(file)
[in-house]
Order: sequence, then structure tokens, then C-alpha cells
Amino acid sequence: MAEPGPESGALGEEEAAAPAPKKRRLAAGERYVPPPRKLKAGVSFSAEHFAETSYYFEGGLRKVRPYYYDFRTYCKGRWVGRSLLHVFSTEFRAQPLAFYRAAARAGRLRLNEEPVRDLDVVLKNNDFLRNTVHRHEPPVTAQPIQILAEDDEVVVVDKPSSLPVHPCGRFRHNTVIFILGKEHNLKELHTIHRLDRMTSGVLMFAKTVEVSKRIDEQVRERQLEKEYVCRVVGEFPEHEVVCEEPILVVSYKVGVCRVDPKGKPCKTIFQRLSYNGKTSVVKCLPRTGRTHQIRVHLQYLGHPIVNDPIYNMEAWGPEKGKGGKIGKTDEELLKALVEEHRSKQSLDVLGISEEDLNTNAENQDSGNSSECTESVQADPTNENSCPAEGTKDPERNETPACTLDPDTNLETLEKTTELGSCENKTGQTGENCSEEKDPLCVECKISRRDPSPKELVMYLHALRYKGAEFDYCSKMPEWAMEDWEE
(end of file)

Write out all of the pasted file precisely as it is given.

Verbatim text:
[in-house]
Order: sequence, then structure tokens, then C-alpha cells
Amino acid sequence: MAEPGPESGALGEEEAAAPAPKKRRLAAGERYVPPPRKLKAGVSFSAEHFAETSYYFEGGLRKVRPYYYDFRTYCKGRWVGRSLLHVFSTEFRAQPLAFYRAAARAGRLRLNEEPVRDLDVVLKNNDFLRNTVHRHEPPVTAQPIQILAEDDEVVVVDKPSSLPVHPCGRFRHNTVIFILGKEHNLKELHTIHRLDRMTSGVLMFAKTVEVSKRIDEQVRERQLEKEYVCRVVGEFPEHEVVCEEPILVVSYKVGVCRVDPKGKPCKTIFQRLSYNGKTSVVKCLPRTGRTHQIRVHLQYLGHPIVNDPIYNMEAWGPEKGKGGKIGKTDEELLKALVEEHRSKQSLDVLGISEEDLNTNAENQDSGNSSECTESVQADPTNENSCPAEGTKDPERNETPACTLDPDTNLETLEKTTELGSCENKTGQTGENCSEEKDPLCVECKISRRDPSPKELVMYLHALRYKGAEFDYCSKMPEWAMEDWEE